England’s proposed trip to South Africa next month is in doubt after the country’s government served notice of its intention to intervene in the Proteas’ cricket administration.

South African Sports Minister Nathi Mthethwa has written to the acting president of Cricket South Africa, Beresford Williams, highlighting long-running dissatisfaction at the governing body and an alleged “failure of leadership to effectively manage its affairs”

While Mthethwa says he sees “no value in any further engagement with CSA”, he has also offered it until October 27 to respond and argue against the intervention.

A statement from the department of sports, arts and culture read: “Minister Mthethwa strongly believes that there is great merit in creating an environment where sports problems are handled within the sports movement and accordingly wishes to offer them every possible opportunity to demonstrate their stated commitment to cooperate on a way forward for cricket.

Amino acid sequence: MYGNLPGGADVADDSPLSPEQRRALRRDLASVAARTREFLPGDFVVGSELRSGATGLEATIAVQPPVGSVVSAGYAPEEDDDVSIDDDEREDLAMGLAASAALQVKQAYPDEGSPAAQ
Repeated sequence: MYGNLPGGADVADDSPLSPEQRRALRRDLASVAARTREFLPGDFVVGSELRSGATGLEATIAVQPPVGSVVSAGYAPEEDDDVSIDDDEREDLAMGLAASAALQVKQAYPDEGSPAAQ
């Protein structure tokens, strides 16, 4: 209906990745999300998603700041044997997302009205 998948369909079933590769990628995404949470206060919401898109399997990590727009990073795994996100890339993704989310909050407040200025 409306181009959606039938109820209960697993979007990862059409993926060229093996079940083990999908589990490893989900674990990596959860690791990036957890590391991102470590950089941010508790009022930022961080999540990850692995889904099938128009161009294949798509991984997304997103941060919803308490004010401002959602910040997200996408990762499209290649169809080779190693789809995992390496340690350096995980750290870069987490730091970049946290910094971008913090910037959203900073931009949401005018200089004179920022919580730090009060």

“The ball is now firmly in the court of CSA.”

England are pencilled in for three one-day internationals and three Twenty20s in November and December, though talks about the tour are ongoing given the complications caused by the Covid-19 pandemic.

The matches could come into question for another reason if CSA does not find a way to stop the government intervention and makes a formal complaint to the International Cricket Council. The ICC requires national boards to be independently run but requires a protest to be lodged or to see
exceptional circumstances to begin investigating.

A spokesperson said: “The ICC has received a letter from the Ministry of Sport, Arts and Culture in South Africa giving notice of potential intervention into the matters of Cricket South Africa.

“At this stage, no complaint has been received from Cricket South Africa regarding government intervention and members are encouraged to resolve matters directly with their governments. We will continue to monitor the situation.”

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